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Jeff Branson of the SparkFun Electronics Department of Education joins Tom McKinnon in the Boulder studio to discuss the so-called Maker Movement.  In particular, he describes how it is revolutionizing K-12 education. (start 13:20).

Producer: Beth Bartel and Tom McKinnon
Co-Hosts: Susan Moran and Beth Bartel
Engineer: Ted Burnham
Executive Producer: Tom McKinnon

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Colorado & Oceans // Nitrogen & Snails

Feature #1 (time mark 5:30)  When people think of Colorado, they usually don’t think about “oceans”.  After all, Colorado doesn’t have much of a coastline these days, though it was definitely had oceanfront property a few hundred million years ago.   However, being in a landlocked state doesn’t mean that there isn’t any thing we can do to impact the health and ecology of the ocean and marine biology.  Co-host Joel Parker talks with  Vicki Goldstein, founder and president of the Colorado Ocean Coalition about the “Making Waves in Colorado” symposium and what all of us around the world (leaving near or far from oceans) do that impact and can help oceans.

Feature #2 (time mark 14:10)  Nitrogen – we can’t live without it, but you can have too much of a good thing. In its gaseous form nitrogen is harmless and makes up nearly 80 percent of the atmosphere. The worldwide population never would have reached 7 billion people without nitrogen, in the form of chemical fertilizer. But excess nitrogen –from fertilizer runoff, manure, human sewage and other sources is wreaking havoc on the environment.  Co-host Susan Moran talks with John Mischler, a PhD student at CU Boulder, who is researching worms and snails in Colorado and Africa. He talks about how excess nutrients in ponds, lakes and elsewhere can lead to the spread of parasitic disease from trematodes to snails to us.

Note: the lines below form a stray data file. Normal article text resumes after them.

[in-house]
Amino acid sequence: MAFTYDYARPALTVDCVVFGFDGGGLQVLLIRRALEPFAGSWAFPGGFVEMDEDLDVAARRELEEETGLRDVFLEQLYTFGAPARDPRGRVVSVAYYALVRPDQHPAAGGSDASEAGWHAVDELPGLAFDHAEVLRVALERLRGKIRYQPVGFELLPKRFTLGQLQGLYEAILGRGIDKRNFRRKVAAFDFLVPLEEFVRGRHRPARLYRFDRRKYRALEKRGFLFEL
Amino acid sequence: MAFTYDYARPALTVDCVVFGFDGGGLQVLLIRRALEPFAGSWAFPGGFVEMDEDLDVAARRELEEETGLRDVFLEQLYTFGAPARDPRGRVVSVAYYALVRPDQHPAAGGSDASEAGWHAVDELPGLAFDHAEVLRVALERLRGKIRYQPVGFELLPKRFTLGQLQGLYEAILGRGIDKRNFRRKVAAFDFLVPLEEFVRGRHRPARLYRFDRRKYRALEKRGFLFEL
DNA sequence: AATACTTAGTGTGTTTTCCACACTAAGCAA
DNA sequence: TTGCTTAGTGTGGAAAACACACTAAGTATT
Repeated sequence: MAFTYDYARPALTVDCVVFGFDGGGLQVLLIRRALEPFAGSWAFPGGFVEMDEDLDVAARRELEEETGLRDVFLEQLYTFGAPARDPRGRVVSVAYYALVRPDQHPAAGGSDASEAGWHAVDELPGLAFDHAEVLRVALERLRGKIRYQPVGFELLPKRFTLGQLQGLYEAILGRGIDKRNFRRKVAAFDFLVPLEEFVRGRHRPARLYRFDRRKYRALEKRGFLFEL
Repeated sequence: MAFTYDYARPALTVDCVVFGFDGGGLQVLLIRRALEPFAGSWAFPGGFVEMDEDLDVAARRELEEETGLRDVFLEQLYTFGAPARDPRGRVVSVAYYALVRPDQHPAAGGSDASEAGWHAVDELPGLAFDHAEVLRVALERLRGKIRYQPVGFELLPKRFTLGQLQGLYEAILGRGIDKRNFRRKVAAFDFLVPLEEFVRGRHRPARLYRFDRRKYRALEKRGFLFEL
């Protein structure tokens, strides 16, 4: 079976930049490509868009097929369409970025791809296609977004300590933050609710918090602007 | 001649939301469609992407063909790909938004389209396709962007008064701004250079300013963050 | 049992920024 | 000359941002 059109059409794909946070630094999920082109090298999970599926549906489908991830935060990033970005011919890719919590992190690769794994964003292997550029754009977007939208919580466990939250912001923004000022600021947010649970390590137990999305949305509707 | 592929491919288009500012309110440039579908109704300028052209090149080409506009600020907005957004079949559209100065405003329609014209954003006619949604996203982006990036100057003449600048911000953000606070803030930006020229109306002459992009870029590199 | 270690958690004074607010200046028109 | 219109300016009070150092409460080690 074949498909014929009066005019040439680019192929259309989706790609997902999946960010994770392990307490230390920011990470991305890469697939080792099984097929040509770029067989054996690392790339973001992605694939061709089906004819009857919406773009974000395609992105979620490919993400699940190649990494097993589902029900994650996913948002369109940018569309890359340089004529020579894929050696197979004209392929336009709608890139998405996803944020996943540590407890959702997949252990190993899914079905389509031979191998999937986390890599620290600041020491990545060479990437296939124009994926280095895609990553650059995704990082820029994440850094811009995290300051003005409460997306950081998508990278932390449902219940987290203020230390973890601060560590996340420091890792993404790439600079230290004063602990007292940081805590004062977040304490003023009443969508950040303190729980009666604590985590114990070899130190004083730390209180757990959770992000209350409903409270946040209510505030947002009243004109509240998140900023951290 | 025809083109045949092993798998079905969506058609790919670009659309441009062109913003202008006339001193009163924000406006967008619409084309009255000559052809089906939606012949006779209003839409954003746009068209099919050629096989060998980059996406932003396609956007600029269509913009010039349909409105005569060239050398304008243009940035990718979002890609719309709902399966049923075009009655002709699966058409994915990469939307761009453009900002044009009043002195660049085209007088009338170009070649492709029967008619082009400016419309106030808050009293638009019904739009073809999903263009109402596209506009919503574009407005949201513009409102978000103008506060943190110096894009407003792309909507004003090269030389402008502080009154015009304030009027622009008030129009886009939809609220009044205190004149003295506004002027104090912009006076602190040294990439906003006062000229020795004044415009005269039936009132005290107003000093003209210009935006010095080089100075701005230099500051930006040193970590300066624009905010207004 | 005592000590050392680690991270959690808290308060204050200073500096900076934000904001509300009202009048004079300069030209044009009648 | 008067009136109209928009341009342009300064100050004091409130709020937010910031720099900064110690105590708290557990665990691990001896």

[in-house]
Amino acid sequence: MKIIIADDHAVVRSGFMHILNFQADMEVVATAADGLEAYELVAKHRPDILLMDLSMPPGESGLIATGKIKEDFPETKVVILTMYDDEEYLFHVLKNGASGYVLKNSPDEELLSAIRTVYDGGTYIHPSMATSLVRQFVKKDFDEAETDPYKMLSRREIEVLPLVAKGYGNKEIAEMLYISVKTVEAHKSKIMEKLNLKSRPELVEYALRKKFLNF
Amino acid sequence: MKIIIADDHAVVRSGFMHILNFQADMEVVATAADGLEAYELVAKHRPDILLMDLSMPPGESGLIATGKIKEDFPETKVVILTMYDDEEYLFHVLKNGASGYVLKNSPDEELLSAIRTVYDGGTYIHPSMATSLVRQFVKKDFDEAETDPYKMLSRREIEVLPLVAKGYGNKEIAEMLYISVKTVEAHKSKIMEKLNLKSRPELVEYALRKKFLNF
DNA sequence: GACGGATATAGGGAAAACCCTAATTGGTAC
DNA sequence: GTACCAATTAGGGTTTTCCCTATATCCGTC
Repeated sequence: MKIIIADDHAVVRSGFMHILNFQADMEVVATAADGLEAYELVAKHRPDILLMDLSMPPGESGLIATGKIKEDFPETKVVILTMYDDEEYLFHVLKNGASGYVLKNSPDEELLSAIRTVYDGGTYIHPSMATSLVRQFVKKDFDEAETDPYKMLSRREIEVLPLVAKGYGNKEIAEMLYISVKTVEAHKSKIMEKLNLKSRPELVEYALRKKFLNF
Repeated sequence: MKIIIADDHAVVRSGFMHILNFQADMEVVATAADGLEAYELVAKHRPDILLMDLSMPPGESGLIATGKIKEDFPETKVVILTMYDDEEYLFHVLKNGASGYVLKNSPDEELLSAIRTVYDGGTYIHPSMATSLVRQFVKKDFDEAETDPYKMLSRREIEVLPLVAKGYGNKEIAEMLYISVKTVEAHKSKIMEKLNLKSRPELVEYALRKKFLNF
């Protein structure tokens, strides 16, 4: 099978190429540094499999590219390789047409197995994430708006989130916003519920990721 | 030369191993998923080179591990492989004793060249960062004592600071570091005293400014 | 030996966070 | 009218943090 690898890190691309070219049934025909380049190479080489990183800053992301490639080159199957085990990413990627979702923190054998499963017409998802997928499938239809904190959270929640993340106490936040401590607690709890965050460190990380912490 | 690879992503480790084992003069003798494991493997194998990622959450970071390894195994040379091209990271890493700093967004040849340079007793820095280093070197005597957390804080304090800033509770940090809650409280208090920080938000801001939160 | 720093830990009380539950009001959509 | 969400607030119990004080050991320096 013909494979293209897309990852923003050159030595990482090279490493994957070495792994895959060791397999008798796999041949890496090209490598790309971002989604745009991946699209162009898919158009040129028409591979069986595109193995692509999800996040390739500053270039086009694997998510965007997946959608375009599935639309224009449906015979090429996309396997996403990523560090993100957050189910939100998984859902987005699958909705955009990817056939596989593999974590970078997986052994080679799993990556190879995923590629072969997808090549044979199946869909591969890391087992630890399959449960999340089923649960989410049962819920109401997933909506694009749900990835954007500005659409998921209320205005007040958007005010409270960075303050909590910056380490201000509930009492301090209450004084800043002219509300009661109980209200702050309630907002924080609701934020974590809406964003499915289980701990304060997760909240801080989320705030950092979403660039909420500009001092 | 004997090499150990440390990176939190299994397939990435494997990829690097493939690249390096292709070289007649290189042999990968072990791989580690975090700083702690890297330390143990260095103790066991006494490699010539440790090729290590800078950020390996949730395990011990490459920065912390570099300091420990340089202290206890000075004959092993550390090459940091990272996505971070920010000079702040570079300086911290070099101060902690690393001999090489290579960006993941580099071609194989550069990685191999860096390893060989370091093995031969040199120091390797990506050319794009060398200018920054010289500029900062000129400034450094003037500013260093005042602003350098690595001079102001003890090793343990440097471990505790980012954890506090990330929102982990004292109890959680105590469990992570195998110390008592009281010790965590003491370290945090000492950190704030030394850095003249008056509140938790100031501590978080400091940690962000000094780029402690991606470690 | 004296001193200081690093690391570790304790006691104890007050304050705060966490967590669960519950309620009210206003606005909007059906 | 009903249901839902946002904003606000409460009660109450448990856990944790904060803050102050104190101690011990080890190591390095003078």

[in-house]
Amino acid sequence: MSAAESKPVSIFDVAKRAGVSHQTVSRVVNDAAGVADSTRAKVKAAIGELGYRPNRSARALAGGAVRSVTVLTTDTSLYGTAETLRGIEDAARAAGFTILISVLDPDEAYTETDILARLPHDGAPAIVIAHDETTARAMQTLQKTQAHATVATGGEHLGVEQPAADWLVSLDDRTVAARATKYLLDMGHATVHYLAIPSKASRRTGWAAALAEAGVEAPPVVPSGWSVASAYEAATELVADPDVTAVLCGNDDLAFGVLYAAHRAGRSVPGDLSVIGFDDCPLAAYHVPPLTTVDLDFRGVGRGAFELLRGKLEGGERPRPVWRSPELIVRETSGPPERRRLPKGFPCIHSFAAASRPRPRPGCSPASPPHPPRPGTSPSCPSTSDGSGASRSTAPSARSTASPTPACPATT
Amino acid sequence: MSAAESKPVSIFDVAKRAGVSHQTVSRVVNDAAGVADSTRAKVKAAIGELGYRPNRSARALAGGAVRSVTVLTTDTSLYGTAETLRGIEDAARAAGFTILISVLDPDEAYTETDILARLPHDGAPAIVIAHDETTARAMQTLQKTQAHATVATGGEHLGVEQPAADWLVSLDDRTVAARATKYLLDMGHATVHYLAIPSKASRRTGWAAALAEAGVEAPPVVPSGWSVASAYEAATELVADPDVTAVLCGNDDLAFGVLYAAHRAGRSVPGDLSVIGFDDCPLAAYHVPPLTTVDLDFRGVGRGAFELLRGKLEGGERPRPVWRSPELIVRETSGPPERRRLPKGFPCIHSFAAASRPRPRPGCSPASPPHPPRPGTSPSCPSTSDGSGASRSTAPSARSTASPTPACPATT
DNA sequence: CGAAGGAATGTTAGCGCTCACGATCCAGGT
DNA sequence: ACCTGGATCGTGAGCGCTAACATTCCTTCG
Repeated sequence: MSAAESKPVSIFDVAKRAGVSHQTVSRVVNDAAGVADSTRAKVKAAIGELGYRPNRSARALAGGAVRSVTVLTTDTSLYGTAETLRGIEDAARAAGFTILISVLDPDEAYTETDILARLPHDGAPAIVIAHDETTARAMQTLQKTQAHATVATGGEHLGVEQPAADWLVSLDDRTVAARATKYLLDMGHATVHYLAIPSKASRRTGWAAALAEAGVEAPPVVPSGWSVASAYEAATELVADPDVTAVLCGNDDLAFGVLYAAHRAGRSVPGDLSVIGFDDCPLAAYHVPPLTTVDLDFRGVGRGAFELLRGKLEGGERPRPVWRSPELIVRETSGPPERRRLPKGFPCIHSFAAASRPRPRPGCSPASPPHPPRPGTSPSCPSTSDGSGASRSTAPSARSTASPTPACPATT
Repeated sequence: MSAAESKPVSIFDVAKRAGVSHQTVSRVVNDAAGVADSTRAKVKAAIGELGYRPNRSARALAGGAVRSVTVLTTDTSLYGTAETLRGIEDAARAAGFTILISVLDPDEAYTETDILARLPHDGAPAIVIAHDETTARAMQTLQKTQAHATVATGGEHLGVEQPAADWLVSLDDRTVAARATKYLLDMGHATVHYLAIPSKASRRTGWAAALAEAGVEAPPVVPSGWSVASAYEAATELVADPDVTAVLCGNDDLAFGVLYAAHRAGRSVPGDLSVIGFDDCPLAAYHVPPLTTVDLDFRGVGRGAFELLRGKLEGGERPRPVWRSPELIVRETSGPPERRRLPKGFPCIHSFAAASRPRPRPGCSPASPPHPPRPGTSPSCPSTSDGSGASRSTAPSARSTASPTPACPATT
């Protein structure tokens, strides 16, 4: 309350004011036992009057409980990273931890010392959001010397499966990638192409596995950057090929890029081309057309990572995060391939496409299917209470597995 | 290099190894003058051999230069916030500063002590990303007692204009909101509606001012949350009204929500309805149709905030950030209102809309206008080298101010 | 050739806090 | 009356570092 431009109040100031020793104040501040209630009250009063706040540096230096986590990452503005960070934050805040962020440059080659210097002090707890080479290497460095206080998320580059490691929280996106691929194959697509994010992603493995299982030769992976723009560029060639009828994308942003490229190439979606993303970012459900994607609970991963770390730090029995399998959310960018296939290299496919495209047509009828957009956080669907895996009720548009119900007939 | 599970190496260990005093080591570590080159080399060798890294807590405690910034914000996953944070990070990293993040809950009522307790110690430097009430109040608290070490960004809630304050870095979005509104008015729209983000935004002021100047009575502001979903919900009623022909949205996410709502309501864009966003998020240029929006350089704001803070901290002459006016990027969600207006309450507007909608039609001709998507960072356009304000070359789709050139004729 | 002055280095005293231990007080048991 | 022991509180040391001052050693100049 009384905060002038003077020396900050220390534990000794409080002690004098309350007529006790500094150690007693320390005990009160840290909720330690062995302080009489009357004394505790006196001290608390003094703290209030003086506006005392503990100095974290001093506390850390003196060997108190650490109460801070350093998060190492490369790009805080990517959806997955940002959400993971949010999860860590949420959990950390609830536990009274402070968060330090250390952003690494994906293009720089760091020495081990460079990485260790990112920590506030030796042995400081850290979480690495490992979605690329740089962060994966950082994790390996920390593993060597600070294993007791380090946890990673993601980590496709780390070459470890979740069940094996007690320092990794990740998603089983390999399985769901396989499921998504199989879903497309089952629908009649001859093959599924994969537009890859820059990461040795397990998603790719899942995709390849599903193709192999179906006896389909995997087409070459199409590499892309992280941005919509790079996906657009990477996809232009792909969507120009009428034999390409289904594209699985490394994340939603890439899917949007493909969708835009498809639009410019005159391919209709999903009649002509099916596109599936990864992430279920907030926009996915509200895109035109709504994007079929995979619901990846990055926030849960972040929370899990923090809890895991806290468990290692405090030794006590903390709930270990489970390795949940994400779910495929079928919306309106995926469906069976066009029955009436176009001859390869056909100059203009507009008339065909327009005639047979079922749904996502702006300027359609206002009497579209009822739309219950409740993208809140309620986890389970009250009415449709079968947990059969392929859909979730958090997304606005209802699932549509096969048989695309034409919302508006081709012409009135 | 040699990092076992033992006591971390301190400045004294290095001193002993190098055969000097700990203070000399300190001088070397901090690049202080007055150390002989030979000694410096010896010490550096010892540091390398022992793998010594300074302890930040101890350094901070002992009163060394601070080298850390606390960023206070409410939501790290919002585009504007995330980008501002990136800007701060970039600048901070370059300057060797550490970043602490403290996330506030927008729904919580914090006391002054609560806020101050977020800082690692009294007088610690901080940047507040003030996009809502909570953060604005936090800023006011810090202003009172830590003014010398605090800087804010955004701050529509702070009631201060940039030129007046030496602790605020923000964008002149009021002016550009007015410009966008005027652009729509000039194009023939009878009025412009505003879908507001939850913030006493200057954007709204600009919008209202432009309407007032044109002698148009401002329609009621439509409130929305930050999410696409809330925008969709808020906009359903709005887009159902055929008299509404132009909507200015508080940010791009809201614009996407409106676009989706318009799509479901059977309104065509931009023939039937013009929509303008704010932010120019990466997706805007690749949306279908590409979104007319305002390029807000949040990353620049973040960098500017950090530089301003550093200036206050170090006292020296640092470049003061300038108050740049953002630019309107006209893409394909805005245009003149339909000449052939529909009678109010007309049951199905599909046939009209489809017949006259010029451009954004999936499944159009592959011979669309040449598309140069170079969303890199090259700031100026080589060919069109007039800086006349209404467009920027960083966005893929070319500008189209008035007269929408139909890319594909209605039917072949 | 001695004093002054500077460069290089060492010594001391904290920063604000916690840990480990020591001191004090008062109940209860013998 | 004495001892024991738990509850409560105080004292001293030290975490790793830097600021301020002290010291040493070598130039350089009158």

Hosts: Susan Moran, Joel Parker
Headlines: Breanna Draxler, Tom Yulsman, Susan Moran
Engineer: Joel Parker
Producer: Joel Parker
Executive Producer: Tom McKinnon

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Urban Parks // Pythons and Heart Disease

Today, November 1, we offer two features.

Central Park is also nature

Feature #1: Co-host Susan Moran interviews Jonathan Jarvis, director of the National Park Service, who discusses NPS’ quest to lure more people to urban parks, not just the iconic national parks such as Yellowstone and the Grand Canyon. These “threshold” experiences can lead people to appreciate, and help preserve, nature, including national parks. He also speaks of the NPS’ efforts to save the most threatened national parks, especially the Everglades.